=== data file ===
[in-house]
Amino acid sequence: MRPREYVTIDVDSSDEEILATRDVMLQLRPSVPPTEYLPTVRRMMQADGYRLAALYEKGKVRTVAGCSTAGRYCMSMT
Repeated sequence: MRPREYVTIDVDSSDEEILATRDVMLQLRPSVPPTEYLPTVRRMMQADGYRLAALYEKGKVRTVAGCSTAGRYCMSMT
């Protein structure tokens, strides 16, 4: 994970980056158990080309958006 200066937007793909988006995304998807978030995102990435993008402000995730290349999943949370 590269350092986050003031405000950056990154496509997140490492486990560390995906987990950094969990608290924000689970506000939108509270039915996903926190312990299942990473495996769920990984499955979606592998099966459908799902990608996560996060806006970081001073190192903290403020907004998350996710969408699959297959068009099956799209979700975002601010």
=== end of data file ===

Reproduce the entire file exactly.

[in-house]
Amino acid sequence: MRPREYVTIDVDSSDEEILATRDVMLQLRPSVPPTEYLPTVRRMMQADGYRLAALYEKGKVRTVAGCSTAGRYCMSMT
Repeated sequence: MRPREYVTIDVDSSDEEILATRDVMLQLRPSVPPTEYLPTVRRMMQADGYRLAALYEKGKVRTVAGCSTAGRYCMSMT
């Protein structure tokens, strides 16, 4: 994970980056158990080309958006 200066937007793909988006995304998807978030995102990435993008402000995730290349999943949370 590269350092986050003031405000950056990154496509997140490492486990560390995906987990950094969990608290924000689970506000939108509270039915996903926190312990299942990473495996769920990984499955979606592998099966459908799902990608996560996060806006970081001073190192903290403020907004998350996710969408699959297959068009099956799209979700975002601010």